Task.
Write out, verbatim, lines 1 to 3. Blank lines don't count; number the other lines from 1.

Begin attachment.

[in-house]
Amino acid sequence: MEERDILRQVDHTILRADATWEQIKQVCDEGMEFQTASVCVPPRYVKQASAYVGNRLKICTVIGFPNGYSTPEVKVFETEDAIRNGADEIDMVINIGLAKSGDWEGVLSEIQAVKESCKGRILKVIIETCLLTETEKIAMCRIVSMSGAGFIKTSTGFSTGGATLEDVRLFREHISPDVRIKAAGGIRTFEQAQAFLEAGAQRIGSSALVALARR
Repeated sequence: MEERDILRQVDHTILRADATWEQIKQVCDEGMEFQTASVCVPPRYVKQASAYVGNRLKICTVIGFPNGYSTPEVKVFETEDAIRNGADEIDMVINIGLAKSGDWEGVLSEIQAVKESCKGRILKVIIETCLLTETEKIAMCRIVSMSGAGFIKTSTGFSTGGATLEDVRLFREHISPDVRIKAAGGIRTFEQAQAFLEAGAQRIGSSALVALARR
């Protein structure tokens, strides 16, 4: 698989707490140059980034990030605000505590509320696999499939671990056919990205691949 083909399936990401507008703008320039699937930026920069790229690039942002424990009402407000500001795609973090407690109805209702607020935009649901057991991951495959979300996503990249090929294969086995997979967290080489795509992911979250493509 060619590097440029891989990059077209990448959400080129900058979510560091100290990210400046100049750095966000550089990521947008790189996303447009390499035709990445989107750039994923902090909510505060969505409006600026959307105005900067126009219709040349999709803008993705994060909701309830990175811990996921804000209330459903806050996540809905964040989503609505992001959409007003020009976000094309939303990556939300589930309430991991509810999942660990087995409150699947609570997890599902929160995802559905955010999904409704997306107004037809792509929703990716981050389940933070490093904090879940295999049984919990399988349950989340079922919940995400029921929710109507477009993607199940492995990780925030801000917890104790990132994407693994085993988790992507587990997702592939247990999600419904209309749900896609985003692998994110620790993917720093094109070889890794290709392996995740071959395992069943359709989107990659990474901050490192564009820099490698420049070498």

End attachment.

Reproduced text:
[in-house]
Amino acid sequence: MEERDILRQVDHTILRADATWEQIKQVCDEGMEFQTASVCVPPRYVKQASAYVGNRLKICTVIGFPNGYSTPEVKVFETEDAIRNGADEIDMVINIGLAKSGDWEGVLSEIQAVKESCKGRILKVIIETCLLTETEKIAMCRIVSMSGAGFIKTSTGFSTGGATLEDVRLFREHISPDVRIKAAGGIRTFEQAQAFLEAGAQRIGSSALVALARR
Repeated sequence: MEERDILRQVDHTILRADATWEQIKQVCDEGMEFQTASVCVPPRYVKQASAYVGNRLKICTVIGFPNGYSTPEVKVFETEDAIRNGADEIDMVINIGLAKSGDWEGVLSEIQAVKESCKGRILKVIIETCLLTETEKIAMCRIVSMSGAGFIKTSTGFSTGGATLEDVRLFREHISPDVRIKAAGGIRTFEQAQAFLEAGAQRIGSSALVALARR